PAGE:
If Hoke honestly believes that he has a great o-line coach, it is far more likely that we will go through another full purge in 3-4 years after the bloom of the 2011 season and the "This is Michigan" speeches wear off. Hoke is admittedly a CEO, great recruiter, face of the program type coach. If he cannot surround himself with quality coordinaters and position coaches, we are doomed. Hopefully he is just saying this to keep the public and his team calm, but if he and Brandon cannot see that they have a Greg Robinson/Tony Gibson level problem on one side of the ball, we should expect 2010 type results going forward (with a slight adjustment for better recruiting, until those recruits realize they will be wasted if they are being coached by Borges and Funk).
|7 weeks 3 days ago||A good coach can do much more||
You want examples? Just look at the team we are playing this week, which has our old O-line coach. Last year he was forced to start a true freshman at LT and a true freshman at guard. And they weren't blue-chip, 5 star recruits. No, he had two 3 star guys -- one with one other Big Ten offer (Illinois), the other with only MAC offers. Both earned freshmen All-American honors. The LT allowed two sacks all year, the other true freshman none. Indiana was second in the Big Ten in total offense. This idea that coaching does not matter, and that only teams with upperclassmen four and five star talent can show any competence is crazy. Most teams in the country cannot fathom the talent we have to work with. What this offensive staff (especially Funk, but throw in Borges and the S&C guys) does with that talent is awful.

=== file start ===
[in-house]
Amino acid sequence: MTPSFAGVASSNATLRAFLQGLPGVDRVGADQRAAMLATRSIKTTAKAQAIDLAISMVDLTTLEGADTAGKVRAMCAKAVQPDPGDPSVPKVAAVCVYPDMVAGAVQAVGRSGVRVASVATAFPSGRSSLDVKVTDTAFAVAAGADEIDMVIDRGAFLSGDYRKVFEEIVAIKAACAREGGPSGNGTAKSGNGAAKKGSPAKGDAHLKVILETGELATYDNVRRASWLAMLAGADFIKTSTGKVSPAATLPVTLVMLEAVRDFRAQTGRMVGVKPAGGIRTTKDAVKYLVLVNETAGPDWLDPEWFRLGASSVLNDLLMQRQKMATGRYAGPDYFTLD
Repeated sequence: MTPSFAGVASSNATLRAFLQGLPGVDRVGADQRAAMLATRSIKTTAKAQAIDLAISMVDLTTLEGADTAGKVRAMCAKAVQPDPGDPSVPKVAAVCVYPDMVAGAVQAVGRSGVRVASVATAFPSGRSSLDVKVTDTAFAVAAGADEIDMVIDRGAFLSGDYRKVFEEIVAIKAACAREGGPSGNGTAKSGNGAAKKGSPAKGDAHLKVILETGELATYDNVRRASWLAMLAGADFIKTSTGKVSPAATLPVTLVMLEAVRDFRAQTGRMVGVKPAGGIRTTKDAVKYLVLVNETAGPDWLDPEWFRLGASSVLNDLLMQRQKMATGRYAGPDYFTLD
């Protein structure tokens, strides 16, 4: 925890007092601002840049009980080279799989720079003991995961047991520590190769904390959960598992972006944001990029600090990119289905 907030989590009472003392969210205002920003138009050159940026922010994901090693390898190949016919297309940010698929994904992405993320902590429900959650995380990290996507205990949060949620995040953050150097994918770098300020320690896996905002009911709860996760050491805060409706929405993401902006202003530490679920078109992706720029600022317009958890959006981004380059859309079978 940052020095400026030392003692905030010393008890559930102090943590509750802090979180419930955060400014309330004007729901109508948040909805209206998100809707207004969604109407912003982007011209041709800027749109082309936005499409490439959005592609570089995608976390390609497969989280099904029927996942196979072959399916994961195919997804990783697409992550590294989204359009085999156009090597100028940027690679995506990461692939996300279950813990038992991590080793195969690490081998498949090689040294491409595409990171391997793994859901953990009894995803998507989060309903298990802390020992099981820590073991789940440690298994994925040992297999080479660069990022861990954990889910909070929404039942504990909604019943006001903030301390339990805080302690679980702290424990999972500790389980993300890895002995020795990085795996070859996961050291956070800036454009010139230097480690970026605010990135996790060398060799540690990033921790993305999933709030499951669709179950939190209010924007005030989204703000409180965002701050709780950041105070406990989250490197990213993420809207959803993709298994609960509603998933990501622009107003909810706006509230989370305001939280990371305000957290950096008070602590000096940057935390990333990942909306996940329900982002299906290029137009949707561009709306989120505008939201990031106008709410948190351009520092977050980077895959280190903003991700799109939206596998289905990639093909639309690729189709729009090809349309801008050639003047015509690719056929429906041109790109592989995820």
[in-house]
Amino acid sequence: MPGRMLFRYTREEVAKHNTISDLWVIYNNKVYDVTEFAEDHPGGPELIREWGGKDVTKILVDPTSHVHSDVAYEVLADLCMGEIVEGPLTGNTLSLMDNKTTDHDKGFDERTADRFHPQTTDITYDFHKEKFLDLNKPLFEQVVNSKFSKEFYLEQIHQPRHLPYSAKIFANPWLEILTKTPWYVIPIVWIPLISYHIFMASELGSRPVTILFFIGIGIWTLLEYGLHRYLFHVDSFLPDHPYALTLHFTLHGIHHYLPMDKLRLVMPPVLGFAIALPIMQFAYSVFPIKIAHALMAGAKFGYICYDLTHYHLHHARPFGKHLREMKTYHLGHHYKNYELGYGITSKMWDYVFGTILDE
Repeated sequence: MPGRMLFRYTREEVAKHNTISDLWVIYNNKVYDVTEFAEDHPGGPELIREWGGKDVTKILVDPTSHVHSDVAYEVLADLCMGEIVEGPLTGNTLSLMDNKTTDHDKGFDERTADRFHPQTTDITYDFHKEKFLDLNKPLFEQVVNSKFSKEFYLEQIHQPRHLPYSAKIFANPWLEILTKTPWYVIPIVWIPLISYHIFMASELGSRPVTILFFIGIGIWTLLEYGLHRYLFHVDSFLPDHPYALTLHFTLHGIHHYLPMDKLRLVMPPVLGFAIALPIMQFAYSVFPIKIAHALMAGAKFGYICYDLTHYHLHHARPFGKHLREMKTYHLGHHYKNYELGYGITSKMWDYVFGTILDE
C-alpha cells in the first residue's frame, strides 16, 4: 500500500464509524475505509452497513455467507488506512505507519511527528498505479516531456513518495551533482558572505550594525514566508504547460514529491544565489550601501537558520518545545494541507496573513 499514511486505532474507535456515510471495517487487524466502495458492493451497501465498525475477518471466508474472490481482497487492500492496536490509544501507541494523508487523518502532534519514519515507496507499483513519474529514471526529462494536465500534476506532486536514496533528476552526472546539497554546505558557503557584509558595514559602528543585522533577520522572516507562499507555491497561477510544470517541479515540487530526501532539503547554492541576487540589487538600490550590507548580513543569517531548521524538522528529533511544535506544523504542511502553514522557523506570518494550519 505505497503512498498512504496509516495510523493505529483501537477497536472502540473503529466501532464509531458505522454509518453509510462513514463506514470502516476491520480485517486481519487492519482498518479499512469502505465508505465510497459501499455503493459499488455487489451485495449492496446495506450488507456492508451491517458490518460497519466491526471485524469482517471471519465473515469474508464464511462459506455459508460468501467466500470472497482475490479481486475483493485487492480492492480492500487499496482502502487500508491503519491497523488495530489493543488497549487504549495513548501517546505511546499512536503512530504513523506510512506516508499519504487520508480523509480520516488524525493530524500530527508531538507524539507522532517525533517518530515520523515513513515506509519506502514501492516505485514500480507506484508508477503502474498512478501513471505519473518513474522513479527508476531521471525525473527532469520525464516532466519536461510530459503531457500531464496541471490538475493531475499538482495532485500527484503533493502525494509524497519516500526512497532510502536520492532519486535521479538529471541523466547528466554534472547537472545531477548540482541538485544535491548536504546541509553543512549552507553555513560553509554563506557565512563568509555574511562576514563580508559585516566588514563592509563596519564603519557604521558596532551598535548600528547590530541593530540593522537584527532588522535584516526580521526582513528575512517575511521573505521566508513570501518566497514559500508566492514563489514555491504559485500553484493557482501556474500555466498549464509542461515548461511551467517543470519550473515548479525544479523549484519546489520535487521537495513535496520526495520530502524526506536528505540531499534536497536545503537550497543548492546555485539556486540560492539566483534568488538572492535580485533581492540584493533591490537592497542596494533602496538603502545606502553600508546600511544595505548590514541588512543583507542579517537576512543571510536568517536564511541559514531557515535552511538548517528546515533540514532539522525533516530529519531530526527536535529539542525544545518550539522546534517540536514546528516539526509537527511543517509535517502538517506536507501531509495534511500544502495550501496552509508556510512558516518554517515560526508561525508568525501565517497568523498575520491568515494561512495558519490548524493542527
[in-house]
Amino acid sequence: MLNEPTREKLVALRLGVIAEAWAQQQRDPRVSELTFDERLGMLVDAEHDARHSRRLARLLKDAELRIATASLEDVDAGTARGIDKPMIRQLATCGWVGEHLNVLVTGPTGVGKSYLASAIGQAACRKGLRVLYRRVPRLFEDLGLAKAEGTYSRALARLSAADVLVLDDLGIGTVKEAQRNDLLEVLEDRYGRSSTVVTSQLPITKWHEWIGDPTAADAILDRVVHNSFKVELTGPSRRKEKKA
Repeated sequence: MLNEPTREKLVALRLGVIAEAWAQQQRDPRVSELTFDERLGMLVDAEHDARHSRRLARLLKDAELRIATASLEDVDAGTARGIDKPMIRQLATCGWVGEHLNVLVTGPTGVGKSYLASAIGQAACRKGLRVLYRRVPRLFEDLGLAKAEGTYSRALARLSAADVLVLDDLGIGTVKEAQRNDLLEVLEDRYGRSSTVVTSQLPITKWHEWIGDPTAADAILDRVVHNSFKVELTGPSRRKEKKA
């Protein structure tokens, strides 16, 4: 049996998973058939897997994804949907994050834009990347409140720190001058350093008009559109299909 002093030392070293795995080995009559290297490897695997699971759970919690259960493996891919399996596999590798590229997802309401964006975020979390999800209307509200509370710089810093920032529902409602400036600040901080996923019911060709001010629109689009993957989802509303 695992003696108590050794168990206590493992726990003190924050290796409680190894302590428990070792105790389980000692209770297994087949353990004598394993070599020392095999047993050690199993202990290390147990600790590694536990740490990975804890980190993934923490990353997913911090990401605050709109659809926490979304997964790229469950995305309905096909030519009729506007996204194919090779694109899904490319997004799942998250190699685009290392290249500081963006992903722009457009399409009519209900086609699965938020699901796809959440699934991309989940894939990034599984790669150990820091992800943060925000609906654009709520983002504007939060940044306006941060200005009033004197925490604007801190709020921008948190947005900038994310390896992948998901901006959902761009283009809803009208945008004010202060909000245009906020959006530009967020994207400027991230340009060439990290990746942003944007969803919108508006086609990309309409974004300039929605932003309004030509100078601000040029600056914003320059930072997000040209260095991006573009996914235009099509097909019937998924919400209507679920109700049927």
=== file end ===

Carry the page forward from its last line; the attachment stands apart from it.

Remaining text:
|7 weeks 5 days ago||Let Dave Brandon know||
Let him know how what we cares out ($ to Michigan) will be affected by the product on the field put out by Borges and Funk. (Don't even think about the possibility of Hoke going anywhere.) His email address is dabran (at) umich (dot) edu. I just re-read my email exchange with him from 2010 when rumors on Hoke started to surface. You'll be surprised -- you are likely to receive a response.
|8 weeks 1 hour ago||Points per game||
Arizona was 15th in the country last year in points per game. Michigan was 57th. But if you think Al Borges and Daryl Funk have had better success and are better offensive coaches that RR, you are entitled to that opinion. I disagree. As I said, I am not defending his defenses, which were awful. The criticisms I was responding to were about his offenses.
|8 weeks 1 hour ago||I'm not defending his defenses||
I understand that his defenses here were awful, and maybe they will always be awful. Criticisms on the board here tonight were about his offense. Say what you will about his defenses, his recruiting, his sideline demeanor, etc., but to think his offenses do not work, are only relevant "in 2003," etc., is wrong, in my opinion. I still wish we could couple Mattison's defense with an excellent modern offensive mind, with recent sustained success at the college level (run focused spread or pass focused spread). And I have my doubts that we will have the sustained elite recruiting (Alabama now, or USC a few years ago) needed to rely on simply beating opponents based on talent and size advantages on offense.